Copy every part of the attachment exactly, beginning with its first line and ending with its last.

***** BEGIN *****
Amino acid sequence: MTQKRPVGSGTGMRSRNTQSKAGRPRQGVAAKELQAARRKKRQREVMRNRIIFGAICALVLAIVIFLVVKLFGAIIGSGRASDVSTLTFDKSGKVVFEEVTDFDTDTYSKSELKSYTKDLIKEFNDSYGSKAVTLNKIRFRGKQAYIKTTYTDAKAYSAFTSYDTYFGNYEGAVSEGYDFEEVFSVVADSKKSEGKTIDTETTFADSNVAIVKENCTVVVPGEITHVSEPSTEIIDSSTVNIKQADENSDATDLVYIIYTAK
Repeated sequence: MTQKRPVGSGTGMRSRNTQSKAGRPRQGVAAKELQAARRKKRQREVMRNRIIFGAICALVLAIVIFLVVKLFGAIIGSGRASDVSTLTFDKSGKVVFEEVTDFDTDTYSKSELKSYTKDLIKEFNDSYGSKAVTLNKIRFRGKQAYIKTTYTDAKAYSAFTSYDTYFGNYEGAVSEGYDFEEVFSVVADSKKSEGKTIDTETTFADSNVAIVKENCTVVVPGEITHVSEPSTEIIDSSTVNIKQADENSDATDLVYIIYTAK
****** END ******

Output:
Amino acid sequence: MTQKRPVGSGTGMRSRNTQSKAGRPRQGVAAKELQAARRKKRQREVMRNRIIFGAICALVLAIVIFLVVKLFGAIIGSGRASDVSTLTFDKSGKVVFEEVTDFDTDTYSKSELKSYTKDLIKEFNDSYGSKAVTLNKIRFRGKQAYIKTTYTDAKAYSAFTSYDTYFGNYEGAVSEGYDFEEVFSVVADSKKSEGKTIDTETTFADSNVAIVKENCTVVVPGEITHVSEPSTEIIDSSTVNIKQADENSDATDLVYIIYTAK
Repeated sequence: MTQKRPVGSGTGMRSRNTQSKAGRPRQGVAAKELQAARRKKRQREVMRNRIIFGAICALVLAIVIFLVVKLFGAIIGSGRASDVSTLTFDKSGKVVFEEVTDFDTDTYSKSELKSYTKDLIKEFNDSYGSKAVTLNKIRFRGKQAYIKTTYTDAKAYSAFTSYDTYFGNYEGAVSEGYDFEEVFSVVADSKKSEGKTIDTETTFADSNVAIVKENCTVVVPGEITHVSEPSTEIIDSSTVNIKQADENSDATDLVYIIYTAK